In a review of studies, scientists concluded that taking protein before bed is an effective strategy to promote muscle building and help them adapt to exercise (27Trusted Source).
This is because protein consumed before bed is effectively digested and absorbed, increasing the availability of protein to muscles for recovery throughout the night.
Scientists from that study recommended consuming 40 grams of protein prior to bed to maximize muscle growth and adaptation through the night (27Trusted Source).
In another study in 16 healthy elderly men, half the participants consumed casein protein before bed, while the other half consumed a placebo. The study showed consuming casein protein before bed promoted muscle growth, even in less active elderly people (28Trusted Source).
If you want to take protein before bed, you may consider taking a form of casein protein. Casein is digested slowly, which means it can provide the body with a steady supply of protein through the night (29Trusted Source).
You can also get the benefits of casein protein from real foods instead of supplements. Dairy products like cottage cheese and Greek yogurt are high in casein.
Taking protein before bed may be an effective strategy to help build muscle, increase strength, and improve exercise performance and recovery. Elderly people looking to preserve muscle mass may also benefit from taking protein before bed.
Is Too Much Protein Bad for You?
There is a common myth that consuming too much protein is bad for your health.
Some believe that consuming too much protein can damage the kidneys and liver and cause osteoporosis, a condition in which people develop hollow, porous bones (24).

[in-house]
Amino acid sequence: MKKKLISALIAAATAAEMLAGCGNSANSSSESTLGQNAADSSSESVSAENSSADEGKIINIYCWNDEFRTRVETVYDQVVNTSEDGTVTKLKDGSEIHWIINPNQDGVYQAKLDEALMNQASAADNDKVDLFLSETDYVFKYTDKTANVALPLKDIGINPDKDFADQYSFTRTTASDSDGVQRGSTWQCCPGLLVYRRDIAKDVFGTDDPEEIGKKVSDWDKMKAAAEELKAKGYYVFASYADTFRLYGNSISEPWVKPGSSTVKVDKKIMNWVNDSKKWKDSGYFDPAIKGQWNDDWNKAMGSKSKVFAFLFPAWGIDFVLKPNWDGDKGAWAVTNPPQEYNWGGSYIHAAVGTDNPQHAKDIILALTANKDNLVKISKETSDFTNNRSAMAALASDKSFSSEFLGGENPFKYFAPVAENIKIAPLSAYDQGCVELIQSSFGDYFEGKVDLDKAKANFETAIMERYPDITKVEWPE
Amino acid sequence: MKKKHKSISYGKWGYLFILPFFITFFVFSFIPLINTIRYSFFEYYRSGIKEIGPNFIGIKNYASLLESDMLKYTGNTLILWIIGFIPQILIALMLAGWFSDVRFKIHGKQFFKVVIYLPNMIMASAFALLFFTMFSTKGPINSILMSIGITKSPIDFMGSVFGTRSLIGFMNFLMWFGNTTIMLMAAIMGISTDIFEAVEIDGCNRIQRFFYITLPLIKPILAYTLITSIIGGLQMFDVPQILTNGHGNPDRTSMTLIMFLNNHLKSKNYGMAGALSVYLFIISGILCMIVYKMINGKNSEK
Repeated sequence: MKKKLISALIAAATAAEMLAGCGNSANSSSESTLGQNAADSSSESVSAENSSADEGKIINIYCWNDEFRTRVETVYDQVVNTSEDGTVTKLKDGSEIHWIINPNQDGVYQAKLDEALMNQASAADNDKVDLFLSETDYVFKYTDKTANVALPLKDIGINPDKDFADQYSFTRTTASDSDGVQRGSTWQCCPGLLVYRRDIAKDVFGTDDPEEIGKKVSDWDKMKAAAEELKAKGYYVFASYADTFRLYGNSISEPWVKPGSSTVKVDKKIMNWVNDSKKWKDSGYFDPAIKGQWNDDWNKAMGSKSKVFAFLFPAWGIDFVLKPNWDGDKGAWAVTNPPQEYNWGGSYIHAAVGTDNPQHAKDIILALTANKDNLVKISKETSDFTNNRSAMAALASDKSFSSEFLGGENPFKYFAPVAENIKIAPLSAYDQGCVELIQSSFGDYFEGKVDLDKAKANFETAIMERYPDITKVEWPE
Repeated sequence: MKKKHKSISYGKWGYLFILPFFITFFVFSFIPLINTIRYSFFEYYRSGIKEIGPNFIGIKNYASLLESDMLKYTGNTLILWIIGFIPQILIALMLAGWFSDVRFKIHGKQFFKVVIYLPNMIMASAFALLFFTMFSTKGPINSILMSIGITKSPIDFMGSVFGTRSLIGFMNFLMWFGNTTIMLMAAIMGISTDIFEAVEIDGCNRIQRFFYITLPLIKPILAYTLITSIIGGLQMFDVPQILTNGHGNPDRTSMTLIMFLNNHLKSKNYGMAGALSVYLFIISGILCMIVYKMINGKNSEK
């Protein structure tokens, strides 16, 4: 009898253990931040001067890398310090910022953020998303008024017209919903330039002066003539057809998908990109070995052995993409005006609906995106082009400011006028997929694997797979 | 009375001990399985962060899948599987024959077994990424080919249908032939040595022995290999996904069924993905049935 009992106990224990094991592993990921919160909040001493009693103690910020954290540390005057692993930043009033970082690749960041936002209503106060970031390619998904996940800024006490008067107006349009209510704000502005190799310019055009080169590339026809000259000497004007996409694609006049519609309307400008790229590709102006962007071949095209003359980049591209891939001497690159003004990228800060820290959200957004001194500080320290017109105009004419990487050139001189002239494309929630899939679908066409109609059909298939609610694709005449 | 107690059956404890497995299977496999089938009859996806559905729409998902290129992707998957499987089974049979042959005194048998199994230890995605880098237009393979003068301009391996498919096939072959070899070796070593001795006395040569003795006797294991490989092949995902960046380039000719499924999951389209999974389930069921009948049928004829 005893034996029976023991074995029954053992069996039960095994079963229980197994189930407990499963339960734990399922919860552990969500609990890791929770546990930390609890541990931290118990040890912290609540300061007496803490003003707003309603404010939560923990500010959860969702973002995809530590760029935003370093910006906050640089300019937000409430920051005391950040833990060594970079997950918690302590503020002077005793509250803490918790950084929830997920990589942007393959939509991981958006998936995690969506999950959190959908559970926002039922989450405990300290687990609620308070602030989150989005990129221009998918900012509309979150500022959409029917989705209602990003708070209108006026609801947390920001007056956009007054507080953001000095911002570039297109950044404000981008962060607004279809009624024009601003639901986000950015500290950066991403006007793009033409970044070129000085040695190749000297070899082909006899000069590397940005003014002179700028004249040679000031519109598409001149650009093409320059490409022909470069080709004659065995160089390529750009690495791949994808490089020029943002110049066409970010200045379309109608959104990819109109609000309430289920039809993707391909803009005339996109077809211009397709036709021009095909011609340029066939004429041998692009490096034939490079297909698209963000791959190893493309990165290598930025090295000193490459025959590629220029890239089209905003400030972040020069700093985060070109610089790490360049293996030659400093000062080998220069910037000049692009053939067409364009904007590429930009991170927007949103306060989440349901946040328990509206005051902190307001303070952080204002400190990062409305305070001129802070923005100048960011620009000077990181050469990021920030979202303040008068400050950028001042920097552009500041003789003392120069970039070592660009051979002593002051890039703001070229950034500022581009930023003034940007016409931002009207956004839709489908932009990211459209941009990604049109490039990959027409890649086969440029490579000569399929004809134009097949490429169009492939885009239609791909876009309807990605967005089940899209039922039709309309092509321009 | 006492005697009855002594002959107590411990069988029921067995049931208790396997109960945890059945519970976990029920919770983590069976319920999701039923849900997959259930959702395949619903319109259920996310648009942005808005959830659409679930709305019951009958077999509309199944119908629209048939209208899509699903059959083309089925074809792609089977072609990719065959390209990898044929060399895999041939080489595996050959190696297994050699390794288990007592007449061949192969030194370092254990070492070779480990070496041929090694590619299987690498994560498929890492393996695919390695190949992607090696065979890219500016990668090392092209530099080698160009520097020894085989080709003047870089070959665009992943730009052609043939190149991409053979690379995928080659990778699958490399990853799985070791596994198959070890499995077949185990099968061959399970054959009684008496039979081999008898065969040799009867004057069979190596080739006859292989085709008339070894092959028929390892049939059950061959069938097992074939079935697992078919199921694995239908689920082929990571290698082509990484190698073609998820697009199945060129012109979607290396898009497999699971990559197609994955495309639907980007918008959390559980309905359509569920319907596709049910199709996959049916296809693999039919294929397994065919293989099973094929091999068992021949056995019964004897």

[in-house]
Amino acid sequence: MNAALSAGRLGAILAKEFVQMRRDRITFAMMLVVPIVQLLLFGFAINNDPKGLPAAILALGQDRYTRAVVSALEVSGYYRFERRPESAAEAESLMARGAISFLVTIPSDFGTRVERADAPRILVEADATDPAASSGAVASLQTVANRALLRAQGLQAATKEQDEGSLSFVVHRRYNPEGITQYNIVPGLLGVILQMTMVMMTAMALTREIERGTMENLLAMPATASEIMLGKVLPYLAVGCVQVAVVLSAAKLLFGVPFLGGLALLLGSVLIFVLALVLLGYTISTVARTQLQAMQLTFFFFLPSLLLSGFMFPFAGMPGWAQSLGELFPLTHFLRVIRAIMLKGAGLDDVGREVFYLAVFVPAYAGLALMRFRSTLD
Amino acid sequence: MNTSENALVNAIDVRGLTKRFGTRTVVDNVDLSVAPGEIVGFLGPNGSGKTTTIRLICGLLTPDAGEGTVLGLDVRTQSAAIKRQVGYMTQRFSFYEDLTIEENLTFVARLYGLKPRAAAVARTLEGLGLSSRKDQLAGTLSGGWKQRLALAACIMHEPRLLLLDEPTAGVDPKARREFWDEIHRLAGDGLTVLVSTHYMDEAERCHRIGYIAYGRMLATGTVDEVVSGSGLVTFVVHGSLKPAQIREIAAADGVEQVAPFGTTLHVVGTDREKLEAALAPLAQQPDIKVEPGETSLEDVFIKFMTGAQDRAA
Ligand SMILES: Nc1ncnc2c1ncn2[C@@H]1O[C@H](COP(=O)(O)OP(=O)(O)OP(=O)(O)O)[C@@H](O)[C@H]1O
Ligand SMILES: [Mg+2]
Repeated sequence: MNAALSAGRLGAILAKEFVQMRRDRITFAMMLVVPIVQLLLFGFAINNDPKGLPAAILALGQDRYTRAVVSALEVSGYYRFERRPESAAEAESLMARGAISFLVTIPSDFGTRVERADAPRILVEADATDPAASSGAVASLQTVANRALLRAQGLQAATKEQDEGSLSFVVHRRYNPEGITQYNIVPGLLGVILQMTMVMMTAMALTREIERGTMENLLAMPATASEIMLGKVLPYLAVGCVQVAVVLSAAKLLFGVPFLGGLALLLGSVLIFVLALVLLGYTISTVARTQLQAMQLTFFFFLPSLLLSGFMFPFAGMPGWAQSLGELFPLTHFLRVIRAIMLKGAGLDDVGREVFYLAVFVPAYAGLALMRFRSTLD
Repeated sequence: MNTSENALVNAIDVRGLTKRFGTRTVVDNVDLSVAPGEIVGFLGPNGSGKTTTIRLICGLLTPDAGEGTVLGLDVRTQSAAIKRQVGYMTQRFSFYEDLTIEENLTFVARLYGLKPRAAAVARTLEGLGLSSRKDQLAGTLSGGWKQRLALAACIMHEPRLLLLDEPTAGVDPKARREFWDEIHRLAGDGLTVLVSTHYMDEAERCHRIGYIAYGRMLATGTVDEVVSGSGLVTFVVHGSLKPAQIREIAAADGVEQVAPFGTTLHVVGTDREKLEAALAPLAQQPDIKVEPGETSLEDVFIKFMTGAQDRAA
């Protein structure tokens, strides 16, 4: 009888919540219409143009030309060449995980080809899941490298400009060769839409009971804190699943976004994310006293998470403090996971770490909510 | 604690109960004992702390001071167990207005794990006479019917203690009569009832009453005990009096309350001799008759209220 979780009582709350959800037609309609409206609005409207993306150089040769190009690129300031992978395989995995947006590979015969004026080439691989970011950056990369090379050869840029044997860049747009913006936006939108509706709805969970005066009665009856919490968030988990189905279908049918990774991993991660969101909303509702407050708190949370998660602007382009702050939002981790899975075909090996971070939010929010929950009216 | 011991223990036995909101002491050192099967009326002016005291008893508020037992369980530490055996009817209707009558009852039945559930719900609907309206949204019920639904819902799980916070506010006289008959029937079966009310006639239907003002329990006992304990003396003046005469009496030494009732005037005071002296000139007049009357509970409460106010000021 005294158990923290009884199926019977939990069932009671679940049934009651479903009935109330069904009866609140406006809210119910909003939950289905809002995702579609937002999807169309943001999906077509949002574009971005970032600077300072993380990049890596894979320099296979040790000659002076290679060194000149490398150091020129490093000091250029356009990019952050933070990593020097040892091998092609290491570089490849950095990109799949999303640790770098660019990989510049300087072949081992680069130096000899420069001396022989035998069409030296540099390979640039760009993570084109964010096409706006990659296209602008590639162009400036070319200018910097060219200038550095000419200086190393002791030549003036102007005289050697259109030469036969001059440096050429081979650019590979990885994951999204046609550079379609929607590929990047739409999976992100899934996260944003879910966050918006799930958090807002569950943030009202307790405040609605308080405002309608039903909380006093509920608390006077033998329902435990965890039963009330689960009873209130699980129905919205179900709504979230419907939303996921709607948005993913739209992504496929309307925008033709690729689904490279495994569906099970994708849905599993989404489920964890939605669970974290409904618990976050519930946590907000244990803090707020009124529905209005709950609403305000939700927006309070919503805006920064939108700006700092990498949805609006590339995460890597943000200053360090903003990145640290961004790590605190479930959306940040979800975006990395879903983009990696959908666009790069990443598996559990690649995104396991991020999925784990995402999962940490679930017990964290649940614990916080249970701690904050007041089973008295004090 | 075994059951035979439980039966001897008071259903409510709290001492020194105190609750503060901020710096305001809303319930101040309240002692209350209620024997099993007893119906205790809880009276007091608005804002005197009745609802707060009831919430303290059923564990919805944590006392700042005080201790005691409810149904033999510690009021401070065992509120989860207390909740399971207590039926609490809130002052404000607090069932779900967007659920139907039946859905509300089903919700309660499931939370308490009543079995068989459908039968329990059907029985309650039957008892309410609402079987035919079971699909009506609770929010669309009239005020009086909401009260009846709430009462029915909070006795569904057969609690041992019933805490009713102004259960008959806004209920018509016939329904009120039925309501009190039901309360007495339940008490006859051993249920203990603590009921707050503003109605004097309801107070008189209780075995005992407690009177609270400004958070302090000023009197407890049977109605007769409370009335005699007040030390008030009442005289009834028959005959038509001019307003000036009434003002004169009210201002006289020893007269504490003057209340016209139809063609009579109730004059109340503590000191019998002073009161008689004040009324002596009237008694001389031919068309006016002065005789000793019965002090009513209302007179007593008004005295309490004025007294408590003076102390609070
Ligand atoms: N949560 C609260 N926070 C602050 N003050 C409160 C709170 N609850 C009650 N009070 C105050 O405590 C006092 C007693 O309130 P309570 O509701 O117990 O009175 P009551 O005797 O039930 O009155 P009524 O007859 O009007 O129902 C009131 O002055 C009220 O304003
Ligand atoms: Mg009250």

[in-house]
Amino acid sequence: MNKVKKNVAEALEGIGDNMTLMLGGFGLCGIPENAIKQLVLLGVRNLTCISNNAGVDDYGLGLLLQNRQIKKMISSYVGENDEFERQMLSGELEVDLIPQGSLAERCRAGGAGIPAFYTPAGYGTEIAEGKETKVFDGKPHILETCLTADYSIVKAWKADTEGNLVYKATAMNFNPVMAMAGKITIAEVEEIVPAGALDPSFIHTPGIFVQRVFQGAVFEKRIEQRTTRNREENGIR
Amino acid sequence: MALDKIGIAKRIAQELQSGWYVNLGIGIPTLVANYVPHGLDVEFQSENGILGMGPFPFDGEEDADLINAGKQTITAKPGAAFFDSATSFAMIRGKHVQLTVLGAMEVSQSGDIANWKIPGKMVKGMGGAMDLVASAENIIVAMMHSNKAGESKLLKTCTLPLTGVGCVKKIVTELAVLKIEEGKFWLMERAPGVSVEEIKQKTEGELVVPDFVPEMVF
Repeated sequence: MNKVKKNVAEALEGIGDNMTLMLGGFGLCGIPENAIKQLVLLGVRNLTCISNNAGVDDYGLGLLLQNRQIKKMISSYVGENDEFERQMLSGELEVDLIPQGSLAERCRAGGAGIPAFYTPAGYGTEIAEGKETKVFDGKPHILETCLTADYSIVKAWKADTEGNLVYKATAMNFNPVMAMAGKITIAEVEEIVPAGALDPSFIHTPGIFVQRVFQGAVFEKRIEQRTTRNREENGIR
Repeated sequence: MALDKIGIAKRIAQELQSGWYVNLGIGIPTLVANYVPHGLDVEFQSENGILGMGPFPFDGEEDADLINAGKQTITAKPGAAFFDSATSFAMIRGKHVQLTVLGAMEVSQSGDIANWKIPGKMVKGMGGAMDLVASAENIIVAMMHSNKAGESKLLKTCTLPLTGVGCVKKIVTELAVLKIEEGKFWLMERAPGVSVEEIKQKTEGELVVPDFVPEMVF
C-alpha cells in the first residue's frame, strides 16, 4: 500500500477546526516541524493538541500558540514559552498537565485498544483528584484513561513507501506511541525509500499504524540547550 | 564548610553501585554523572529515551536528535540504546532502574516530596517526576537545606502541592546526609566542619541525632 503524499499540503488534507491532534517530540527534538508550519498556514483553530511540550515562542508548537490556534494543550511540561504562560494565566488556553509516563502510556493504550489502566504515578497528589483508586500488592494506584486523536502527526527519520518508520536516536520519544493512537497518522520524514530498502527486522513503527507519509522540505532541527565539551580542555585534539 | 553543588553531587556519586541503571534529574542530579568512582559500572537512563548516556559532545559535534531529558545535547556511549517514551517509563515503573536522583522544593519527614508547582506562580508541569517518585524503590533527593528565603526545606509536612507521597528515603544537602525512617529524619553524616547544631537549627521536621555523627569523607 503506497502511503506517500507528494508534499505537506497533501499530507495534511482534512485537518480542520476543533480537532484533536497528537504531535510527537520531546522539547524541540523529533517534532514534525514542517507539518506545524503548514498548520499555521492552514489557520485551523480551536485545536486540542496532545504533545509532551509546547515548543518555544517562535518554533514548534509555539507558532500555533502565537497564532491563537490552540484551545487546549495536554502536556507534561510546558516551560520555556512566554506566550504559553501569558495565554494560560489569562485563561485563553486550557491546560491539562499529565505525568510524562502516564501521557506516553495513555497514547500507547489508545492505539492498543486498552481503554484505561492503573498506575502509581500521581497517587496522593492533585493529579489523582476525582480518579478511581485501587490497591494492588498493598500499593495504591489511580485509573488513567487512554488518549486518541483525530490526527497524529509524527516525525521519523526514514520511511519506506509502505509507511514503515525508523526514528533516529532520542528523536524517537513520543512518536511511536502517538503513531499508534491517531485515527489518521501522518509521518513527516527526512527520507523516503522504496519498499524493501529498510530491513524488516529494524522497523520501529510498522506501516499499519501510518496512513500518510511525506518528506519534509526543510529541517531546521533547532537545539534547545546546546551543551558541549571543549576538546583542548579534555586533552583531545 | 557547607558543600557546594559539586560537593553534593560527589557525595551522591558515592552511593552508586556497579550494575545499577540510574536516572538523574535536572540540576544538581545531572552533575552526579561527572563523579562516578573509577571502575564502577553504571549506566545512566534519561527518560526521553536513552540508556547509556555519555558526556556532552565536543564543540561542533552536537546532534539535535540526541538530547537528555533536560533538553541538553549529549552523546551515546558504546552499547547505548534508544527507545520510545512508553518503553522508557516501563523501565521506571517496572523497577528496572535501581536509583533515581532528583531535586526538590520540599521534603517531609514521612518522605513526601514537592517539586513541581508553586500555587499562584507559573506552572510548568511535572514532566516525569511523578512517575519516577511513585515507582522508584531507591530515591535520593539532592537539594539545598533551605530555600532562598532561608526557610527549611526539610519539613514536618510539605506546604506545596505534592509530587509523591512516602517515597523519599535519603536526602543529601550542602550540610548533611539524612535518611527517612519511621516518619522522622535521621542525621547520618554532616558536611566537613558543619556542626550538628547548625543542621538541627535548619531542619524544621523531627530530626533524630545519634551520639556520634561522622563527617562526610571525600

However, these concerns are largely overblown and not supported by evidence.
For example, a detailed review of more than 74 studies came to the conclusion that healthy adults don’t need to worry about how much protein they eat (31Trusted Source).
Most adults can benefit from consuming 0.6–0.9 grams of protein per pound (1.4–2.0 grams per kg) of body weight (24).
People who want to prevent muscle loss can stay on the lower end of that scale, while those wanting to lose weight or build muscle may eat at the upper end.
The myth that protein is bad for you is largely overblown. Plenty of evidence suggests that healthy adults can eat large amounts of protein without experiencing any harmful side effects.
The Bottom Line
Protein is an incredibly versatile nutrient.
Sufficient protein intake can aid fat loss, build and preserve muscle, and improve exercise performance and recovery.
What's more, taking it at the right time can further help you achieve your goals.
For example, consuming protein between meals may help curb hunger and reduce calorie intake later in the day.
Following some of the strategies above can enable you to better use protein in your everyday routine, helping you reach and maintain your health and fitness goals.
Written by Ryan Raman, MS, RD on February 6, 2018